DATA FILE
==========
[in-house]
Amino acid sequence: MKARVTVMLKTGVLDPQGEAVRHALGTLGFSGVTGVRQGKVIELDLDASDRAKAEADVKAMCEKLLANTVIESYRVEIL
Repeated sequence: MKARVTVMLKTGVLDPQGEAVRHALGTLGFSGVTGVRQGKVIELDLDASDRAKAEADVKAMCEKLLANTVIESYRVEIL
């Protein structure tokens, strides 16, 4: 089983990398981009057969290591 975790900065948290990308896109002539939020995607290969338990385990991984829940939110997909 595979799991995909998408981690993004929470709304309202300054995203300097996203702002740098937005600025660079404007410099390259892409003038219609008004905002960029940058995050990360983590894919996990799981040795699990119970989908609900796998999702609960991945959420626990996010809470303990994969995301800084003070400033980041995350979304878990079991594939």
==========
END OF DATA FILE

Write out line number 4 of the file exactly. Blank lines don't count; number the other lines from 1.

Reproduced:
């Protein structure tokens, strides 16, 4: 089983990398981009057969290591 975790900065948290990308896109002539939020995607290969338990385990991984829940939110997909 595979799991995909998408981690993004929470709304309202300054995203300097996203702002740098937005600025660079404007410099390259892409003038219609008004905002960029940058995050990360983590894919996990799981040795699990119970989908609900796998999702609960991945959420626990996010809470303990994969995301800084003070400033980041995350979304878990079991594939």